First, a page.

three teachers

Three Faculty Members Earn Academic Honors

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During the Academic Awards ceremony held on October 6, Dean of Faculty Peter Valine presented three faculty members with two chairs and an instructorship. Congratulations to these dedicated teachers! His statements are as follows:

Grubbs Faculty Chair, Jeff Ketcham, Science Faculty

The Grubbs Faculty Chair was established in 1999 by trustees and friends of the school in honor of Denny Grubbs in his final year as Headmaster. It is awarded to a faculty member whose life has been Williston Northampton and teaching.

The Grubbs Chair recipient is a master teacher who has been inspiring Williston students in the sciences for twenty years. His own curiosity and love of learning allows him to serve his students well in the constantly evolving disciplines of biology and environmental science. His students benefit both from his depth of knowledge in the content area and his injection of esoteric fun facts into the lesson plan that spice up the learning process. His expertise, his passion for science, and his sense of humor all combine to enliven the learning experience for his students. His effective organizational skills are an important key to his teaching success. He is intentional in the design and construction of the curriculum to achieve the desired student outcomes.

His students appreciate the logical scaffolding of content and skills that enable them to thrive. This engineered approach is particularly important in the successful pacing of the two AP courses he currently teaches. His pedagogy typically merges a combination of well prepared and detailed presentations, innovative labs, and student-centered discussions. He urges his students to visualize the challenging concepts and to constantly reframe their understandings. His clear expectations empower his students to strive toward the high bar he sets for their learning and performance. He requires that his science students become independent thinkers who “think beyond the textbook.” As one AP Biology student recently commented, “The class is very hard, but there are plenty of resources provided to us to succeed and the material is taught well.” His familiarity and facility in the sciences enables him to make meaningful interdisciplinary connections and observations that enrich the learning process. He also builds student interest and engagement through sharing relevant real-life applications of the material. He hosts a cutting edge genetics conference on campus each year, and integrates off-campus field trips like an annual visit to a local recycling plant to reinforce concepts. One of his practices that students greatly appreciate is his ability to provide timely and helpful feedback. He is very prompt and efficient in returning tests and quizzes, and he takes the time to thoroughly go over these evaluations with an eye to clarifying concepts and reinforcing mastery of the material. In recognition of his passionate commitment to science at the Williston Northampton School as a teacher and former Department Chair it is my privilege to announce that Jeff Ketcham is the new recipient of the Grubbs Faculty Chair.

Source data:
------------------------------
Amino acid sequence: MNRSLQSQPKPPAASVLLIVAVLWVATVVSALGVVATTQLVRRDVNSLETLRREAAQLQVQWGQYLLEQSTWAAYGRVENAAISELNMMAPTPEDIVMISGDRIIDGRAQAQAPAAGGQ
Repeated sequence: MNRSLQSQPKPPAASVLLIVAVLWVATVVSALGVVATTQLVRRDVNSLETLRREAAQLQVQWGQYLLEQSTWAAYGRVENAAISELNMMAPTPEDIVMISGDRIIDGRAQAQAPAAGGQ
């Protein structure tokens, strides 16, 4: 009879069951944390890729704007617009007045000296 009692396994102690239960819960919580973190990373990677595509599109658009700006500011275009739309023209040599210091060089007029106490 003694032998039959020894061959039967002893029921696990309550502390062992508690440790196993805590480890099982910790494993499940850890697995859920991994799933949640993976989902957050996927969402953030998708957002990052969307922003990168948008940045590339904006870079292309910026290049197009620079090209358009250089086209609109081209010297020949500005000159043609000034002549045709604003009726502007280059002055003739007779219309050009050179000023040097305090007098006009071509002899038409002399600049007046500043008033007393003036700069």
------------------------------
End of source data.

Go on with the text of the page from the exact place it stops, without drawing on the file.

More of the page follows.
The Mesics lnstructorship, Matt Porter, Science Faculty

The Mesics lnstructorship was established in 2001 by Sandra B. and Joseph C. Mesics. Sandra was a member of the Northampton School for Girls class of 1955. This instructorship recognizes a young faculty member’s initiatives in and out of the classroom.

The Mesics lnstructorship recipient arrived on campus in the fall of 2016 and his presence was quickly evident in all phases of school life. In the classroom, his ability to connect with his students and build their trust provides a strong foundation for effective learning. His students enjoy coming to class because of his consistently upbeat demeanor that pervades the classroom. He is positive, energetic and funny and the mix of those characteristics keeps his students focused and engaged.

As a young teacher who joined Williston right after college he displays an innate knack for finding just the right balance between the seriousness and importance of the quest for learning and making this process zestful and fun. His well-prepared lesson plans successfully engage the students as he creatively employs games, experiments, movies, and activities to bring the concepts in his field of psychology to life. He is an effective communicator who is willing to listen as well as to explain. His extensive knowledge of the different branches of psychology enables him to provide his students with concrete examples to illustrate and clarify the concepts he is teaching. His students are pushed to challenge themselves and to produce their best work. One of his students highlighted his ability to motivate and encourage each learner by noting that “He is always telling us that we can do it, that we are smart, and that we just need to trust ourselves.”